SAN DIEGO --- Representatives from the U.S. Navy’s Tactical Networks Program Office (PMW 160) visited USS Porter (DDG 78) in Rota, Spain, September 4-7, as part of a first-time technology refresh to a Forward Deployed Naval Force (FDNF) warship and a new approach to training.
The technology refresh and training are for the Consolidated Afloat Networks and Enterprise Systems (CANES) that is managed by PMW 160. The program office initially installed CANES—the Navy’s afloat network providing critical network, computer and cybersecurity capabilities to ships and submarines—on USS Porter in 2014. PMW 160 is a program office at Program Executive Office Command, Control, Communications, Computers and Intelligence (PEO C4I).
When the refresh is complete, Sailors aboard USS Porter will have enhanced cybersecurity and upgraded capabilities including improved network performance and enhanced system management tools and storage.
“This refresh brings together tools and inputs from the Navy’s leading cyber command to make networks more secure and faster,” said Joe Acquafredda, PMW 160’s assistant program manager (APM) for production. “It’s also about better quality of life for the Sailors.”
For a stateside technology refresh, CANES personnel and their partners at Space and Naval Warfare Systems Center (SPAWAR) Fleet Readiness Directorate (FRD) and SPAWAR Systems Command (SSC) Atlantic normally have five to six months to deliver all the improvements, but in this first FDNF refresh, they have to do all the same work in less than 100 days.
The first portion of the work finished a week ahead of schedule and involved switching out hardware on several CANES racks, doing an in-place modification rather than taking entire racks off ship then reinstalling them. The process is no mean feat. It demands working with equipment weighing hundreds of pounds and dealing with the multitude of systems that connect to CANES.
And that’s the easy part. Now, the team heads into the more complex part of the process—loading new software onto the CANES racks.
Mike Smith, PMW 160 deployment APM, said, “I feel comfortable about meeting deadline because we met and exceeded the time for the hardware. We can use every day we can get.”
The CANES team has prior experience with loading the software onto the new racks (including trying to do it in the shortened timeframe with a practice run stateside) but the team is preparing for unexpected hiccups. “This equipment did travel thousands of miles,” Smith said.
In part because of the challenges and opportunities inherent in this first FDNF refresh, Smith and the PMW 160 Program Manager, Capt. Kurt Rothenhaus, traveled to Rota to obtain first-hand knowledge on the project.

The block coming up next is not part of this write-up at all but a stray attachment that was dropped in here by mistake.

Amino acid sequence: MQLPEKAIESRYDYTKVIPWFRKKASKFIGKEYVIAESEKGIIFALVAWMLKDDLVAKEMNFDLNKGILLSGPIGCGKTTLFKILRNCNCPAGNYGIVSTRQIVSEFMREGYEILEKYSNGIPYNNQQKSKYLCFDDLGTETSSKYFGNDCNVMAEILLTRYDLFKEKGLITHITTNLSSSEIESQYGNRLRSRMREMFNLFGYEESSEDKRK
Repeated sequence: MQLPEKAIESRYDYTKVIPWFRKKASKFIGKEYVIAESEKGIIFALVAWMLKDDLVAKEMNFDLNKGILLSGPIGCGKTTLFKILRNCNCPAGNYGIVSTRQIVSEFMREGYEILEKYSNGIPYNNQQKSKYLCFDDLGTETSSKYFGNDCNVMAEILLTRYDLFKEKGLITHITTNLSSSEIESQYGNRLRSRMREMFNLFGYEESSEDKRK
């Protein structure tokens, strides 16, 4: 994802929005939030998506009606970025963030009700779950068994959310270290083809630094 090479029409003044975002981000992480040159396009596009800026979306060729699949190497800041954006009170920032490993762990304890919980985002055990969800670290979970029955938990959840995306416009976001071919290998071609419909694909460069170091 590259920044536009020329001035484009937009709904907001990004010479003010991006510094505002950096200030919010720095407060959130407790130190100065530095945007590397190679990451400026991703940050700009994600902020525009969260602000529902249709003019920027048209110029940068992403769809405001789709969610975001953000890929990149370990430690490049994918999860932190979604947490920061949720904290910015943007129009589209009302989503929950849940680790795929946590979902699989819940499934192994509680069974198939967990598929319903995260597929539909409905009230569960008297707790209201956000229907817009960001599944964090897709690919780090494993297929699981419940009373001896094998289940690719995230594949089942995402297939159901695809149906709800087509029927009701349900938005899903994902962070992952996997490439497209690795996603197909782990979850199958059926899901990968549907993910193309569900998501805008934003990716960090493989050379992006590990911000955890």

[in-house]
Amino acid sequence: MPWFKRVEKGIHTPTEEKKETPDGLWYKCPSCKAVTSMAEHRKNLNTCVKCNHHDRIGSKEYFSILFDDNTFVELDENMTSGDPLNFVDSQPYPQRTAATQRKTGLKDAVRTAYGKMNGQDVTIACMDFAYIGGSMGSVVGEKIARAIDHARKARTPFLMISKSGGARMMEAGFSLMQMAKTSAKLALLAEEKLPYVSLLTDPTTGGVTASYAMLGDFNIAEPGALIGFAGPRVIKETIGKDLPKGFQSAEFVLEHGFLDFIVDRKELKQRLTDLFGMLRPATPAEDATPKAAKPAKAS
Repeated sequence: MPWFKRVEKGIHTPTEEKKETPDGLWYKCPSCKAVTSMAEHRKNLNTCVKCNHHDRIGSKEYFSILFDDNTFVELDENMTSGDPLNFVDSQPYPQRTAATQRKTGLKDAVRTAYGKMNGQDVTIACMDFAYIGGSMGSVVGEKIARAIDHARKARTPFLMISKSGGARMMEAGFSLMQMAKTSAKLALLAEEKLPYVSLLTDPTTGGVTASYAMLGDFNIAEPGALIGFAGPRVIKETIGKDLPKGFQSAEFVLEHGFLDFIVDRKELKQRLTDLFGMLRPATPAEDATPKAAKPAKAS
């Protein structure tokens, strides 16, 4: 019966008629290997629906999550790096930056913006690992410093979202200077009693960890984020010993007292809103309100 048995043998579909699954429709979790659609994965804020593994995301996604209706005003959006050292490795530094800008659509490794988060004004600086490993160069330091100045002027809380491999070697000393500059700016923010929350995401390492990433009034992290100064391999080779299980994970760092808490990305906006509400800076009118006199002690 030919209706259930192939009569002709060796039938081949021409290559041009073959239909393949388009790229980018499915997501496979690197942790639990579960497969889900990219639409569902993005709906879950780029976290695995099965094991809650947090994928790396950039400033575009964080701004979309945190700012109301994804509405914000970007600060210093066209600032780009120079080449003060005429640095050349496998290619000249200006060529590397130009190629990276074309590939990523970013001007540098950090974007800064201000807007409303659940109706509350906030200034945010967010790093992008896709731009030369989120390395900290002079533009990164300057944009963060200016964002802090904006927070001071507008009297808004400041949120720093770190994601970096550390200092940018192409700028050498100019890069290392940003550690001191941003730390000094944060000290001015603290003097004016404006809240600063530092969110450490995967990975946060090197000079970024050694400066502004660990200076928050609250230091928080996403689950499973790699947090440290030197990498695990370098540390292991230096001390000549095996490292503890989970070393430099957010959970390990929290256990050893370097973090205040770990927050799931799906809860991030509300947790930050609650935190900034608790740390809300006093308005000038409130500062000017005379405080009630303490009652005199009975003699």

“This was a team effort from the very beginning,” said Rothenhaus. “We worked with the SPAWAR Fleet Installation Office, the Integrated Logistic Support team and the NIEF [Navy Integrated Engineering Facility] Atlantic to develop an executable plan to accomplish the work in the available window of opportunity. Our forward and stateside teams are doing tremendous work to execute this technical refresh on schedule and on budget.” Rothenhaus added that, “the expertise of the on-site team led by Mr. Dean L’hoste, along with the excellent support from the Forward Deployed Regional Maintenance Center were critical to the success to date.”
As part of the trip, Rothenhaus also visited with the five USS Porter information systems technicians (ITs) who received a new type of training for CANES the same week. The instruction will reinforce original CANES training and teach the administration and capabilities of the refreshed system. The ships ITs shared lessons learned with the program office and thoughts on how to improve the system further.
Normally, this type of training requires ITs to travel to San Diego or Virginia Beach, Va. Bringing the training to the ship’s location saves several thousand dollars and ensures all the Sailors who need the training receive it. The in-place training also baselines Sailors’ system knowledge and provides the whole team a uniform experience.
Nichole Sellers, PMW 160’s training APM, said, “We’re always trying to get the right training to the right people at the right time. Now, we’re adding a layer to that—in the right place.”
The changes are part of a high-velocity training effort that moves PEO C4I from a systems-based training approach to a capabilities-based training approach that includes the use of virtual training environments. PMW 160 completed similar training for USS Blue Ridge (LCC 10) in Japan; USS Mount Whitney (LCC 20) in Croatia; and USS Chafee (DDG 90) in Hawaii.
In the future, more of this training will occur via the CANES Training Virtual Environment, an option that further reduces travel costs while providing the same level of instruction.